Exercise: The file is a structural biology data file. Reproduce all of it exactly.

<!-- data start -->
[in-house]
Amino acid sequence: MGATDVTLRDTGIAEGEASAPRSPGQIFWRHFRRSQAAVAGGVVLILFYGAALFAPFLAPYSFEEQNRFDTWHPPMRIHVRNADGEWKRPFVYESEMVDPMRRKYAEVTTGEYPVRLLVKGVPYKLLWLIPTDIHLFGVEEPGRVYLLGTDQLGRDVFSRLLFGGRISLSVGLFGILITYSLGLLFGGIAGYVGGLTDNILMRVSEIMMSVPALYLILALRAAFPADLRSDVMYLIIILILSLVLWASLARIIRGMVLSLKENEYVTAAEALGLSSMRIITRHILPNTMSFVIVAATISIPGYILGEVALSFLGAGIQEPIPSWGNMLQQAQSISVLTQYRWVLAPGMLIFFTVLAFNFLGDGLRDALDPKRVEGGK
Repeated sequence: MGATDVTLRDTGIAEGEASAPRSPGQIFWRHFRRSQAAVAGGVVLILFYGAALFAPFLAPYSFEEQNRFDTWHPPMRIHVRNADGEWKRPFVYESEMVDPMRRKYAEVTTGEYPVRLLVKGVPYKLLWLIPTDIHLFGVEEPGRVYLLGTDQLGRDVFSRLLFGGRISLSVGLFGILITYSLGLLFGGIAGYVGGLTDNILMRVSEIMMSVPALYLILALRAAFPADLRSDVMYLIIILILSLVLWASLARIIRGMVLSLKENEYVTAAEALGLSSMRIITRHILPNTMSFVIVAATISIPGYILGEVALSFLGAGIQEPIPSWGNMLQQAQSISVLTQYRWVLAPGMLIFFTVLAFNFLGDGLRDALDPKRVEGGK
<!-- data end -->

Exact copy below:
[in-house]
Amino acid sequence: MGATDVTLRDTGIAEGEASAPRSPGQIFWRHFRRSQAAVAGGVVLILFYGAALFAPFLAPYSFEEQNRFDTWHPPMRIHVRNADGEWKRPFVYESEMVDPMRRKYAEVTTGEYPVRLLVKGVPYKLLWLIPTDIHLFGVEEPGRVYLLGTDQLGRDVFSRLLFGGRISLSVGLFGILITYSLGLLFGGIAGYVGGLTDNILMRVSEIMMSVPALYLILALRAAFPADLRSDVMYLIIILILSLVLWASLARIIRGMVLSLKENEYVTAAEALGLSSMRIITRHILPNTMSFVIVAATISIPGYILGEVALSFLGAGIQEPIPSWGNMLQQAQSISVLTQYRWVLAPGMLIFFTVLAFNFLGDGLRDALDPKRVEGGK
Repeated sequence: MGATDVTLRDTGIAEGEASAPRSPGQIFWRHFRRSQAAVAGGVVLILFYGAALFAPFLAPYSFEEQNRFDTWHPPMRIHVRNADGEWKRPFVYESEMVDPMRRKYAEVTTGEYPVRLLVKGVPYKLLWLIPTDIHLFGVEEPGRVYLLGTDQLGRDVFSRLLFGGRISLSVGLFGILITYSLGLLFGGIAGYVGGLTDNILMRVSEIMMSVPALYLILALRAAFPADLRSDVMYLIIILILSLVLWASLARIIRGMVLSLKENEYVTAAEALGLSSMRIITRHILPNTMSFVIVAATISIPGYILGEVALSFLGAGIQEPIPSWGNMLQQAQSISVLTQYRWVLAPGMLIFFTVLAFNFLGDGLRDALDPKRVEGGK